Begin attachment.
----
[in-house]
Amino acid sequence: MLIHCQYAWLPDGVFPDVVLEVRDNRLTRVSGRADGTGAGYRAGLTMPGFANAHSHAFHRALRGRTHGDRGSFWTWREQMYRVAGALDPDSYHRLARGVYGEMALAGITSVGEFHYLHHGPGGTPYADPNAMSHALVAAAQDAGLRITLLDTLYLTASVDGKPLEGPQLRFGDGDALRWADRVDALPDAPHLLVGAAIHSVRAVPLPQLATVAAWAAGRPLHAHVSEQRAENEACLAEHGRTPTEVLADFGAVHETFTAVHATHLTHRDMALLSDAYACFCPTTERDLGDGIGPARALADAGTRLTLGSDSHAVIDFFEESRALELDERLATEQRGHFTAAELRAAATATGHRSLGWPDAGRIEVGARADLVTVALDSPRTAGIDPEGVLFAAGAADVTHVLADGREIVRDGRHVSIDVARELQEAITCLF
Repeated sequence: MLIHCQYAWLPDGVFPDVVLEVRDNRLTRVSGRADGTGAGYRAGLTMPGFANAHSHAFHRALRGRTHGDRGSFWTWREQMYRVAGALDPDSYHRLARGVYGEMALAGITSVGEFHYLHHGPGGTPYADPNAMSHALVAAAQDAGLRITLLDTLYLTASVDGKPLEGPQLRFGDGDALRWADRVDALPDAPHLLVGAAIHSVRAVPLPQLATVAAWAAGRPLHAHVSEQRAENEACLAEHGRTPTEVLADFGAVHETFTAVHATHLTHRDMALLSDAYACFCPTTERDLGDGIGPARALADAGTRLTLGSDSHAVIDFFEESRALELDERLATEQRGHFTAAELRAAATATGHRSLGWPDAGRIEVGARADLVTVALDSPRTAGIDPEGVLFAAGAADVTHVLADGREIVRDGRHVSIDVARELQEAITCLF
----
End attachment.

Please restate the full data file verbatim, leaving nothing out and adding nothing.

[in-house]
Amino acid sequence: MLIHCQYAWLPDGVFPDVVLEVRDNRLTRVSGRADGTGAGYRAGLTMPGFANAHSHAFHRALRGRTHGDRGSFWTWREQMYRVAGALDPDSYHRLARGVYGEMALAGITSVGEFHYLHHGPGGTPYADPNAMSHALVAAAQDAGLRITLLDTLYLTASVDGKPLEGPQLRFGDGDALRWADRVDALPDAPHLLVGAAIHSVRAVPLPQLATVAAWAAGRPLHAHVSEQRAENEACLAEHGRTPTEVLADFGAVHETFTAVHATHLTHRDMALLSDAYACFCPTTERDLGDGIGPARALADAGTRLTLGSDSHAVIDFFEESRALELDERLATEQRGHFTAAELRAAATATGHRSLGWPDAGRIEVGARADLVTVALDSPRTAGIDPEGVLFAAGAADVTHVLADGREIVRDGRHVSIDVARELQEAITCLF
Repeated sequence: MLIHCQYAWLPDGVFPDVVLEVRDNRLTRVSGRADGTGAGYRAGLTMPGFANAHSHAFHRALRGRTHGDRGSFWTWREQMYRVAGALDPDSYHRLARGVYGEMALAGITSVGEFHYLHHGPGGTPYADPNAMSHALVAAAQDAGLRITLLDTLYLTASVDGKPLEGPQLRFGDGDALRWADRVDALPDAPHLLVGAAIHSVRAVPLPQLATVAAWAAGRPLHAHVSEQRAENEACLAEHGRTPTEVLADFGAVHETFTAVHATHLTHRDMALLSDAYACFCPTTERDLGDGIGPARALADAGTRLTLGSDSHAVIDFFEESRALELDERLATEQRGHFTAAELRAAATATGHRSLGWPDAGRIEVGARADLVTVALDSPRTAGIDPEGVLFAAGAADVTHVLADGREIVRDGRHVSIDVARELQEAITCLF